By Laura M. LeveringSeptember 17, 2010
JOINT BASE LEWIS-MCCHORD, Wash. - Go-karts, arcade games, poker tournaments, jousting, a Velcro "fly wall," billiards, food, beverages and more ... all free and all ways Better Opportunities for Single Soldiers showed its appreciation for single service members stationed at Joint Base Lewis-McChord.
More than 500 Soldiers and Airmen took part in BOSS' largest event of the year, "Single Soldier Day," held at Apex Karting in Tumwater on Sept. 10. Specialist Monique Miranda, BOSS team member, said the day was a chance for singles to relax and have fun, while proving that support reaches beyond married troops with families.
"They saw that their chain of command was willing to release them for the day, and that really spoke wonders about the military and how it supports us," Miranda said.
Miranda's words couldn't be more true, at least in the eyes of Pfc. Steven Hallmark, 1st Battalion, 94th Field Artillery Regiment. Fairly new to the Army, Hallmark has been stationed at JBLM for less than three months. After peeling himself away from the Velcro "fly wall," Hallmark explained that he and a few friends decided to attend Single Soldiers Day in hope of meeting new people.
"The Army seems to me like it's more family-oriented, and it's really good that there are still outside people and organizations that recognize single Soldiers and that want to help us out," Hallmark said.
Private Steve Miller and Pvt. Dorothy Mose of 308th Brigade Support Battalion got adrenaline rushes from racing each other around the facility's state-of-the-art racing slicks. The two took advantage of a free shuttle service transporting troops back and forth between JBLM and Apex Karting.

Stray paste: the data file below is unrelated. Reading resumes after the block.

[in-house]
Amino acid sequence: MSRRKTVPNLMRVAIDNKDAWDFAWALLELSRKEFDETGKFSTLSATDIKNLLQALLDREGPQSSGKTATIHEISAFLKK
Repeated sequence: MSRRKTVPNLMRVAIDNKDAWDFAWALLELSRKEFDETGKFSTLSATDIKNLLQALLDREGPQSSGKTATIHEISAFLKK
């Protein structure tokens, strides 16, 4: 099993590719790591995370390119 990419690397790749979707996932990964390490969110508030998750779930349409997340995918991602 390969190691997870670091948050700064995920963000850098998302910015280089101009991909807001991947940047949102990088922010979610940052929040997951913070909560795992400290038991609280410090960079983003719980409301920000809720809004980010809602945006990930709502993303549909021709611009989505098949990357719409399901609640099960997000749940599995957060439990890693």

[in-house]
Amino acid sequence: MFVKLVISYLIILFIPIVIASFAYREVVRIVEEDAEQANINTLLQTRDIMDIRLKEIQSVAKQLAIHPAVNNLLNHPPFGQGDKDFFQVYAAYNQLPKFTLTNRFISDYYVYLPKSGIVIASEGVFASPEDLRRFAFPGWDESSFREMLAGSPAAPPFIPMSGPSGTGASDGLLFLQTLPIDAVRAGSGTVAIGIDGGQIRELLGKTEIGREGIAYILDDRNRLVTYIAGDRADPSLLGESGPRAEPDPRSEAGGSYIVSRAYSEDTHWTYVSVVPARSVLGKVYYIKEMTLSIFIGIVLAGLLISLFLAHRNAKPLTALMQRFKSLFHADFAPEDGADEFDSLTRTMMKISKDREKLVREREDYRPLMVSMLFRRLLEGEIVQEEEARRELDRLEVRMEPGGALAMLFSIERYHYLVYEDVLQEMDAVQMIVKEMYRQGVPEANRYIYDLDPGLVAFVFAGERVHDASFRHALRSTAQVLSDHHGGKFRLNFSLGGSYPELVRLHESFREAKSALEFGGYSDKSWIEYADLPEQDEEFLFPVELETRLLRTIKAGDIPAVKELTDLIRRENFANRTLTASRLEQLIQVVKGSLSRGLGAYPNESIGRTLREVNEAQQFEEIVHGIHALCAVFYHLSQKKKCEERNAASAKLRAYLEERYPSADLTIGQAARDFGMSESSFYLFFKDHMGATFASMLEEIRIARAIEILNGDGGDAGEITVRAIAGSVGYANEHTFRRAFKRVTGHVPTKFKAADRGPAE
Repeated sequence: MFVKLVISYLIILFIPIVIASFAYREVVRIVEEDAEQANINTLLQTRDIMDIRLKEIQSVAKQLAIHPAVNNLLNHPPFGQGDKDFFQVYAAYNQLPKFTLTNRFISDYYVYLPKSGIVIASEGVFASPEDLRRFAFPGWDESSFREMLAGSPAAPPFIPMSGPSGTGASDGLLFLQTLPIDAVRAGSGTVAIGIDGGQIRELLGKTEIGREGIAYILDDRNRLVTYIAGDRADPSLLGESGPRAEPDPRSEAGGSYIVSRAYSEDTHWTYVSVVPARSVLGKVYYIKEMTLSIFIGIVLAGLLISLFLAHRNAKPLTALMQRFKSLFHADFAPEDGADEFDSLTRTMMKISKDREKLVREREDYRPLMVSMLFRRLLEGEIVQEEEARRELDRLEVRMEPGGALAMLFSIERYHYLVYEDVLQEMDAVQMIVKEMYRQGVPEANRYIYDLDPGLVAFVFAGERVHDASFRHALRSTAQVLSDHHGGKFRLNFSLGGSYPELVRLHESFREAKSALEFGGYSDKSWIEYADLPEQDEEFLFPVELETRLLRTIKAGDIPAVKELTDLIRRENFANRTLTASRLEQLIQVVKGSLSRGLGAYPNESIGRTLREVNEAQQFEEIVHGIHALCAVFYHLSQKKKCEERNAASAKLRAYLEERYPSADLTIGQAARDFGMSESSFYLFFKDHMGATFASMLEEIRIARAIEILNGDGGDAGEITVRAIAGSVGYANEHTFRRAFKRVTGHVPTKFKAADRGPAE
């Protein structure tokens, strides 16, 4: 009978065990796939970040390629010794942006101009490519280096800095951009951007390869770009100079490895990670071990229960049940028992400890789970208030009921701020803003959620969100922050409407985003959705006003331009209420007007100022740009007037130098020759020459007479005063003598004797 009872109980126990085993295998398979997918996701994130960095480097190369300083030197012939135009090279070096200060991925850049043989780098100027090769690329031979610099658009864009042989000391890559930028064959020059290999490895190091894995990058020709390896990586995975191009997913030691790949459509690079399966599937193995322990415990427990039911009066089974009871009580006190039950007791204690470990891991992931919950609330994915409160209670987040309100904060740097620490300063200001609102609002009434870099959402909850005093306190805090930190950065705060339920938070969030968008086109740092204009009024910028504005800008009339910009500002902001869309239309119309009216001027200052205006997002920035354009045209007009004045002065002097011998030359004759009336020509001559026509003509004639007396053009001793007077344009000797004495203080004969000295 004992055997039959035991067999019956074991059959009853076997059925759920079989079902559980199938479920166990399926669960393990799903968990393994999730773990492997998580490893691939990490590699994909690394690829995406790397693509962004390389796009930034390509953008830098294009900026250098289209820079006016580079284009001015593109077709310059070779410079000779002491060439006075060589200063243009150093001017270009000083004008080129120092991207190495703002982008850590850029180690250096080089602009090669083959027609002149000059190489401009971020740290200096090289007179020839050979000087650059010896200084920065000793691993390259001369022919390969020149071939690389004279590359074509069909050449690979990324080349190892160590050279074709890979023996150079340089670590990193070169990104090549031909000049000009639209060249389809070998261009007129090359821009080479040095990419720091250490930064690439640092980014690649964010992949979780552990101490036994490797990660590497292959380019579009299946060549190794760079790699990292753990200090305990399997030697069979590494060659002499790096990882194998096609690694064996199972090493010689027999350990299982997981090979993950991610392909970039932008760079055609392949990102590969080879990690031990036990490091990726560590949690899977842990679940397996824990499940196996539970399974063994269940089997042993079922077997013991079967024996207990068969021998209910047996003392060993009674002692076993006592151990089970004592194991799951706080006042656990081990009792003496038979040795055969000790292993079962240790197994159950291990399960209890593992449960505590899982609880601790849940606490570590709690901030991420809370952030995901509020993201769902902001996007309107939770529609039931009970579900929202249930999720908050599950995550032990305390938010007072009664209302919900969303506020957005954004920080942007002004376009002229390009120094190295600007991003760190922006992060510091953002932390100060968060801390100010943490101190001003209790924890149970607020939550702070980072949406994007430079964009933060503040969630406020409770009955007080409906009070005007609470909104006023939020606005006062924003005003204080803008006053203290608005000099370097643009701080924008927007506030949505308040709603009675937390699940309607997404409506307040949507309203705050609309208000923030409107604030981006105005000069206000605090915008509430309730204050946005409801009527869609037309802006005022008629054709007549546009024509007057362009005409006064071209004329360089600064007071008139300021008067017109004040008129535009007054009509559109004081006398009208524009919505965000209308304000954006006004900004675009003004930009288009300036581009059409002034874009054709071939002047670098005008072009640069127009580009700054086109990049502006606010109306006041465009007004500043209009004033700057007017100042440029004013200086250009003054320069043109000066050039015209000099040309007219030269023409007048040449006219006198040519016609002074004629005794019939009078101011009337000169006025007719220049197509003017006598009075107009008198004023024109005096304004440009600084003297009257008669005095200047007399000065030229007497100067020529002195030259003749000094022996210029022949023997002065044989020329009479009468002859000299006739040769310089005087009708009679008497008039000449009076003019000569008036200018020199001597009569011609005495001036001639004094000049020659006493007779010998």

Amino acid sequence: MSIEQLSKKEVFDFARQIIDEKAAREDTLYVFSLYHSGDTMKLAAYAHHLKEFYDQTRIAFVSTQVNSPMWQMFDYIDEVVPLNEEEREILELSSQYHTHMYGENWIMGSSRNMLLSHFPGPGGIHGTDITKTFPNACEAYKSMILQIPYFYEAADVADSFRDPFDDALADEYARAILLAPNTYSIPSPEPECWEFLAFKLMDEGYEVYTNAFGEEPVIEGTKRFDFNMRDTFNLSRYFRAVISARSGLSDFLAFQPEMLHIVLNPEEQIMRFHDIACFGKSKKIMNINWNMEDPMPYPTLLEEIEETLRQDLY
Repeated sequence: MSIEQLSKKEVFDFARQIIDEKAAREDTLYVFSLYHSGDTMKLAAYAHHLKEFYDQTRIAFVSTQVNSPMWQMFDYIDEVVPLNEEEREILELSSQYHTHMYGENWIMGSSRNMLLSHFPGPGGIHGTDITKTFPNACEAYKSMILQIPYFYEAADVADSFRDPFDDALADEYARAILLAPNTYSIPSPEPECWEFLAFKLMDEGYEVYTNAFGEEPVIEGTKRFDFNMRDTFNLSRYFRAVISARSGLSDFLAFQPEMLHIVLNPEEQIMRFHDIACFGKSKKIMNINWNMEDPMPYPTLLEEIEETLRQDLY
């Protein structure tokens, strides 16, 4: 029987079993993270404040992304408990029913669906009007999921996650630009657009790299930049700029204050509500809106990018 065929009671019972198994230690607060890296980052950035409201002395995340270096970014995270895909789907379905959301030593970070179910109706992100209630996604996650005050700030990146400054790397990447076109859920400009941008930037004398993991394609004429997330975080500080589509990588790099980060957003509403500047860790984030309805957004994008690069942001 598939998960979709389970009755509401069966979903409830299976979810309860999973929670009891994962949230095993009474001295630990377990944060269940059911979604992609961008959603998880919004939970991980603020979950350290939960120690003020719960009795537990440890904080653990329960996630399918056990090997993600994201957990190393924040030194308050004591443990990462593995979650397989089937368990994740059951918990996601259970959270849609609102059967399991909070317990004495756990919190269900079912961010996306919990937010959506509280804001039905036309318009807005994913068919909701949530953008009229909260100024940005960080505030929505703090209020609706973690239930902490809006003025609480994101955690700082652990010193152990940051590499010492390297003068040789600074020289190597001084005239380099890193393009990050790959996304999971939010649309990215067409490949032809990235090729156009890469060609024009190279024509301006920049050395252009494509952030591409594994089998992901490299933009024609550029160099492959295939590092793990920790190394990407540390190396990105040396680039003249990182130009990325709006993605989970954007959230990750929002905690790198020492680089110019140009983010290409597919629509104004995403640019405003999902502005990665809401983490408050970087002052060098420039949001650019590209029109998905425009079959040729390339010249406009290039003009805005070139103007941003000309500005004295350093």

"When you're in the Army and you're lower ranking like us, you don't make very much money," Miller said. "This is great. They have buses here so you don't even have to use your own gas."
Mose's chain of command suggested she take the duty day off and instead enjoy the event BOSS had planned for Soldiers and Airmen like her.
"Some Soldiers hardly ever leave the barracks, and BOSS gives them an opportunity to go out, meet other people and see what Washington has to offer," Mose said. "I like how the Army has all these different programs for us to take advantage of."
Apex Karting event coordinator Erin Dafoe, worked with Miranda and the BOSS team to provide as many things as possible under one roof for the troops. What couldn't fit inside made its way outside, including bungee cord basketball and jousting.
"We've always supported the troops and wanted to provide an opportunity for them to hang out, relax and really just have a lot of fun," Dafoe said.
Judging by the turnout and grins, Miranda felt their mission was accomplished.
"It's been great, and we've heard nothing but good things," she said.
Laura M. Levering is a reporter with Joint Base Lewis-McChord's weekly newspaper, the Northwest Guardian